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    More thinking on alternative ways to connect rows.....could complete rows, connecting blocks sew-flip, and then connect rows with big buttons and buttonholes? Say on an 8" block have two buttons, sewn on by machine, on right side of block and hole on left side. Naturally, this would work better with a scrappy of framed blocks so not to interfere with design. . . just trying to think outside the block, so to speak!

  22. #47
    Junior Member CurliQ's Avatar
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    I'm with you ladies. I love this idea and now I'm trying to figure out how to do complete sections and then join them. I have lots of ideas spinning around. Time for some tests.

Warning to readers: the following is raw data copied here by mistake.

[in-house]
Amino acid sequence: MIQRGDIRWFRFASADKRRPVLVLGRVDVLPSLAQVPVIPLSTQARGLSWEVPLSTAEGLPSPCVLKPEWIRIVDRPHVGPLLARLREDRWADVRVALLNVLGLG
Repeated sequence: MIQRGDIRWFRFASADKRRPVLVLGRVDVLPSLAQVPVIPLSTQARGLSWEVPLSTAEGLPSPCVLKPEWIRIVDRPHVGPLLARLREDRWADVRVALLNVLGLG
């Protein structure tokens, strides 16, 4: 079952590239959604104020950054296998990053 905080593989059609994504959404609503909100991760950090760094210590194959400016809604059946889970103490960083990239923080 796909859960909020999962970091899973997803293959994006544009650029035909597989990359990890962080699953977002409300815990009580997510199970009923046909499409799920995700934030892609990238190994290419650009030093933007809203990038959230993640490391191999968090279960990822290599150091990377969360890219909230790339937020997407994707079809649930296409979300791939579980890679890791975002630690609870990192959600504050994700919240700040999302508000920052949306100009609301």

~Sharon

  23. #48
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    After reading about other QAYG methods, I think you could use one of them for the final join of two quilted halves. Machine stitch the top pieced layers right sides together, but leave the backing folded back out of the way. Trim and whipstitch the batting together, then slip stitch the backing by hand.
    Elizabeth

  24. #49
    Super Member sewbeadit's Avatar
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    I went to this video, thank you yobrosew and it made it so clear now I understand the directions, thanks so much! Very interesting I will try it.
    Sewbeadit
    W. Washington